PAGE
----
Spittal. His best years were as a forward anyway.

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08-01-2011, 06:35 PM
  #388
seventieslord
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Originally Posted by Iain Fyffe View Post
Spittal. His best years were as a forward anyway.
I'm intrigued. What can you tell us about the distribution of games?



----------------------------------------


Hey guys, you know what I was thinking? I'd take Dennis Kearns right about now. What about you?

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08-01-2011, 06:36 PM
  #389
Dreakmur
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Originally Posted by seventieslord View Post
Looks like Bernier was already taken, 898th in the ATD.... I guess you don't think he was a very good pick at that time then, hey!
He went in the main draft? ouch....

I guess I'll take a different center who also played wing - Dave Creighton.

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08-01-2011, 06:38 PM
  #390
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Originally Posted by seventieslord View Post
Hey guys, you know what I was thinking? I'd take Dennis Kearns right about now. What about you?
If he was available, I would have taken him ahead of Berard.

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08-01-2011, 06:46 PM
  #391
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I'd like the Hayward pick a lot more if he was ever able to be top-10 in minutes and sv% in the same season. But the dude only played 40 games twice.

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08-01-2011, 06:54 PM
  #392
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Originally Posted by seventieslord View Post
I'd like the Hayward pick a lot more if he was ever able to be top-10 in minutes and sv% in the same season. But the dude only played 40 games twice.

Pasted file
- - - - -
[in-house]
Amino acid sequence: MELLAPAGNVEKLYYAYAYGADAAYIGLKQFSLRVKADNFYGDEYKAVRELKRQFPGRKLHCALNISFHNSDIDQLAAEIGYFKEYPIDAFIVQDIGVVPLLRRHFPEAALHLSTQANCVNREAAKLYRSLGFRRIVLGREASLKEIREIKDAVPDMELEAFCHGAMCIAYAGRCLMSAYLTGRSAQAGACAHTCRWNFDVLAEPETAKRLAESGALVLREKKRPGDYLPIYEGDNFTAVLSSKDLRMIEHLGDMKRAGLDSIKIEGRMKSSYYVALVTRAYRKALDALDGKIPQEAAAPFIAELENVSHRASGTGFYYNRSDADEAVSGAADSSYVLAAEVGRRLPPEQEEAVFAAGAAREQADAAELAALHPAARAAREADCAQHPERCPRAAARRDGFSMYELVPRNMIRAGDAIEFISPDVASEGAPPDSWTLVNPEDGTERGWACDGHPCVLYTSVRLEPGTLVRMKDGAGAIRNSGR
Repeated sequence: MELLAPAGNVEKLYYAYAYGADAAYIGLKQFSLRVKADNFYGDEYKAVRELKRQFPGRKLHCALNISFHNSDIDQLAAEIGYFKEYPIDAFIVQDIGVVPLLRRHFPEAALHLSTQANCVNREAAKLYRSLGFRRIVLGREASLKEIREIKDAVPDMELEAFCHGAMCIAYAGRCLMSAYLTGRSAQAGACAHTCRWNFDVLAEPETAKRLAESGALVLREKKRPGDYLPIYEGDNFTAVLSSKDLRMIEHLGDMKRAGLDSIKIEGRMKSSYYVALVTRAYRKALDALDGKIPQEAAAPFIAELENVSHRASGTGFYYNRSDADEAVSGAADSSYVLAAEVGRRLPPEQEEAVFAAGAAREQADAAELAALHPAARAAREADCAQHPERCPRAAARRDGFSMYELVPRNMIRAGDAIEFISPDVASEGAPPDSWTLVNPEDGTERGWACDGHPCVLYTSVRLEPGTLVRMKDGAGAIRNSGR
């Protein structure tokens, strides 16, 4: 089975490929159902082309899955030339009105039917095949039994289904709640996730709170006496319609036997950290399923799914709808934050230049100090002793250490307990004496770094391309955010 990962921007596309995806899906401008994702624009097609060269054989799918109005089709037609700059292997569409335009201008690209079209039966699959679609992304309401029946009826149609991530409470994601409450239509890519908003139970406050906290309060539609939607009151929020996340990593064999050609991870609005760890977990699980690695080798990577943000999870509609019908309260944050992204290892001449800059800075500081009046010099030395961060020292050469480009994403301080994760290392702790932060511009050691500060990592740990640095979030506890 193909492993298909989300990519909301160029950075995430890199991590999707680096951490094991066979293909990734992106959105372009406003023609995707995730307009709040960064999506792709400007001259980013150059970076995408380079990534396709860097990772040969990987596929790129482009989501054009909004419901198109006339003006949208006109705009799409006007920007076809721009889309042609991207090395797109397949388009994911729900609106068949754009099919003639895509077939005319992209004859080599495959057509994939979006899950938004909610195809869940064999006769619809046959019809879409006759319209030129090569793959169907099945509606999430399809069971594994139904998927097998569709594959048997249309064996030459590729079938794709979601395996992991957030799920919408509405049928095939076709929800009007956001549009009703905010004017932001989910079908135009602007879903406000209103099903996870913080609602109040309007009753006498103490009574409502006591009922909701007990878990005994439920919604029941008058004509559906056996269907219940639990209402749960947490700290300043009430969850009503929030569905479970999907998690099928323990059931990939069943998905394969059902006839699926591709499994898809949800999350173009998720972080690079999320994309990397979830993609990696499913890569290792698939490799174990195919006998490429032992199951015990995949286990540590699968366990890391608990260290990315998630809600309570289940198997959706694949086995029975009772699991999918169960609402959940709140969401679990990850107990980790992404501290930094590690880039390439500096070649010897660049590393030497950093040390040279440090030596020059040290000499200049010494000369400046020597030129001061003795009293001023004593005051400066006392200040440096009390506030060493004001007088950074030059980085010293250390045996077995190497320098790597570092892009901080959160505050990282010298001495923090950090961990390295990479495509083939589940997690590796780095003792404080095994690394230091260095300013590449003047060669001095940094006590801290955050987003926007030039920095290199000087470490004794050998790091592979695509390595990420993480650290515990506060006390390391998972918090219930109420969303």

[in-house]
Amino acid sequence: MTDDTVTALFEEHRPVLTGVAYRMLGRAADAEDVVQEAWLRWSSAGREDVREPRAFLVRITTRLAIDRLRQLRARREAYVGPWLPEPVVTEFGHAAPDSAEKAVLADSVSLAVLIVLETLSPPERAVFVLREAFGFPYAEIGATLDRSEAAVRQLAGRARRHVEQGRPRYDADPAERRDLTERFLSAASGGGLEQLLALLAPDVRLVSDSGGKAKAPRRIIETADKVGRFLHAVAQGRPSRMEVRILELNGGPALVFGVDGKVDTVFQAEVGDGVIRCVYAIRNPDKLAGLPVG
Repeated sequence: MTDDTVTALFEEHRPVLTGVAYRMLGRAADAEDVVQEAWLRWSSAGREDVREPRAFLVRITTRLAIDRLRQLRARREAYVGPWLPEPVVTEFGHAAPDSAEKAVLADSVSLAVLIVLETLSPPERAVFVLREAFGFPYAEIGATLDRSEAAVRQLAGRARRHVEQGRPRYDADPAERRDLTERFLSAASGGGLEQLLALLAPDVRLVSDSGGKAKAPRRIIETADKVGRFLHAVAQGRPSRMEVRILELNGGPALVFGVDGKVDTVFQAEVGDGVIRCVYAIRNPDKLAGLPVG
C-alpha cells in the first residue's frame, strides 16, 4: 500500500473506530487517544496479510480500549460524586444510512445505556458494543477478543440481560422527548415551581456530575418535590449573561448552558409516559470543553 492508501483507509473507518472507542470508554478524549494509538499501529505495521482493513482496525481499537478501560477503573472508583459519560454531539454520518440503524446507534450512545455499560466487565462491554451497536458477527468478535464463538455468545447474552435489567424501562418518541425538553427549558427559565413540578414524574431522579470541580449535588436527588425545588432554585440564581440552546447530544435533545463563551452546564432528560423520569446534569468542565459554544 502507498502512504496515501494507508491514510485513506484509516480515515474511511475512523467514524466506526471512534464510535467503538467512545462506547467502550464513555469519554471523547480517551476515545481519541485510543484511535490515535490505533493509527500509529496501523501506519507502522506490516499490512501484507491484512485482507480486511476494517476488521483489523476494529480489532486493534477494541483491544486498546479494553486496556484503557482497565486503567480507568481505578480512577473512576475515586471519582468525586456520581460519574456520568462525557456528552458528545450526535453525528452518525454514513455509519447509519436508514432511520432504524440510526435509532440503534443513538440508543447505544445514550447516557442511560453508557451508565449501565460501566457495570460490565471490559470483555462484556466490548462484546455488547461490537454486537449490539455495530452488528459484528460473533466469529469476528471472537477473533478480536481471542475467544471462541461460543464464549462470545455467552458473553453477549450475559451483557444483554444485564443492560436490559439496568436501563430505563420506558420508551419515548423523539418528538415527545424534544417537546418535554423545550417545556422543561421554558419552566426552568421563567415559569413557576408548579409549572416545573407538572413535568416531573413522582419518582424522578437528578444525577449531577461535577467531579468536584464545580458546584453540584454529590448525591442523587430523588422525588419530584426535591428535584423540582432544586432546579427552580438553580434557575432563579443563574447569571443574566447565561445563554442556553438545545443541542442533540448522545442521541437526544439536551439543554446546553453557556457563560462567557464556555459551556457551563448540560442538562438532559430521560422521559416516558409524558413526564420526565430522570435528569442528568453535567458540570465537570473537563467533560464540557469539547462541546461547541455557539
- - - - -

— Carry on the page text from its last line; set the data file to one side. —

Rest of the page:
Assuming you are right, he was better with less work, which he will get as my team's back-up.

Considering his reduced # of games, his vezina record is pretty amazing.

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08-01-2011, 07:01 PM
  #393
Iain Fyffe
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Originally Posted by seventieslord View Post
I'm intrigued. What can you tell us about the distribution of games?
With Ottawa, I have him playing 14 games at LW, 6 at point, 3 at cover-point, 2 at RW, and 1 each at centre and rover.

In the US, he played 48 of 55 on defence (mostly point), and a few games each at rover and centre.

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08-01-2011, 07:07 PM
  #394
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Originally Posted by Dreakmur View Post
Assuming you are right, he was better with less work, which he will get as my team's back-up.

Considering his reduced # of games, his vezina record is pretty amazing.
Well, he was better when he played behind Montreal's defence, surely. He also may have benefited from the backup effect, where he played against the weaker opponents, while Roy took the tough games. Haven't looked at that in any rigorous way though.